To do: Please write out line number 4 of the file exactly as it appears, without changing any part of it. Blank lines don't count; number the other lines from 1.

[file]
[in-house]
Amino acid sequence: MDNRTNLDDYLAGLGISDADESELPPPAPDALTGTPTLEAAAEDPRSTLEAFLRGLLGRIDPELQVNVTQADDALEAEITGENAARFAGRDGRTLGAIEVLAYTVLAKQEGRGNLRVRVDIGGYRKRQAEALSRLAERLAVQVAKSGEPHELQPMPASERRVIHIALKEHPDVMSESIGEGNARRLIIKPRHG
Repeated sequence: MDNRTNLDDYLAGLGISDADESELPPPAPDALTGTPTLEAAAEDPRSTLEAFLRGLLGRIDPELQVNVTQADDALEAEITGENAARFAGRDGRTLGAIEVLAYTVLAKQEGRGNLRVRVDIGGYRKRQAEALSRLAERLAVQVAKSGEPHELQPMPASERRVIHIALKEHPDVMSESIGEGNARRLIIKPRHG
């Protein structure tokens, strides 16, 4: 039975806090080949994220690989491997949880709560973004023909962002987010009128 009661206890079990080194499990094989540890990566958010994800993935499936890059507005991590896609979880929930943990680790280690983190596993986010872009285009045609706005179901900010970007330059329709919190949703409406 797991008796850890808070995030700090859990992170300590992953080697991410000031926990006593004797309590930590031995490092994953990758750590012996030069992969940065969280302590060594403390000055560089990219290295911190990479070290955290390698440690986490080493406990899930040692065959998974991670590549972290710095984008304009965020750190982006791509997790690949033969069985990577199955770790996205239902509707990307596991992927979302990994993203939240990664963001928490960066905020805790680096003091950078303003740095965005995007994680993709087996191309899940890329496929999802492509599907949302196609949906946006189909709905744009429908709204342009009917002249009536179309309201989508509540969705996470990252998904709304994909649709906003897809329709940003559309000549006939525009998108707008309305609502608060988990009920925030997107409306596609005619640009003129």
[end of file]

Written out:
């Protein structure tokens, strides 16, 4: 039975806090080949994220690989491997949880709560973004023909962002987010009128 009661206890079990080194499990094989540890990566958010994800993935499936890059507005991590896609979880929930943990680790280690983190596993986010872009285009045609706005179901900010970007330059329709919190949703409406 797991008796850890808070995030700090859990992170300590992953080697991410000031926990006593004797309590930590031995490092994953990758750590012996030069992969940065969280302590060594403390000055560089990219290295911190990479070290955290390698440690986490080493406990899930040692065959998974991670590549972290710095984008304009965020750190982006791509997790690949033969069985990577199955770790996205239902509707990307596991992927979302990994993203939240990664963001928490960066905020805790680096003091950078303003740095965005995007994680993709087996191309899940890329496929999802492509599907949302196609949906946006189909709905744009429908709204342009009917002249009536179309309201989508509540969705996470990252998904709304994909649709906003897809329709940003559309000549006939525009998108707008309305609502608060988990009920925030997107409306596609005619640009003129």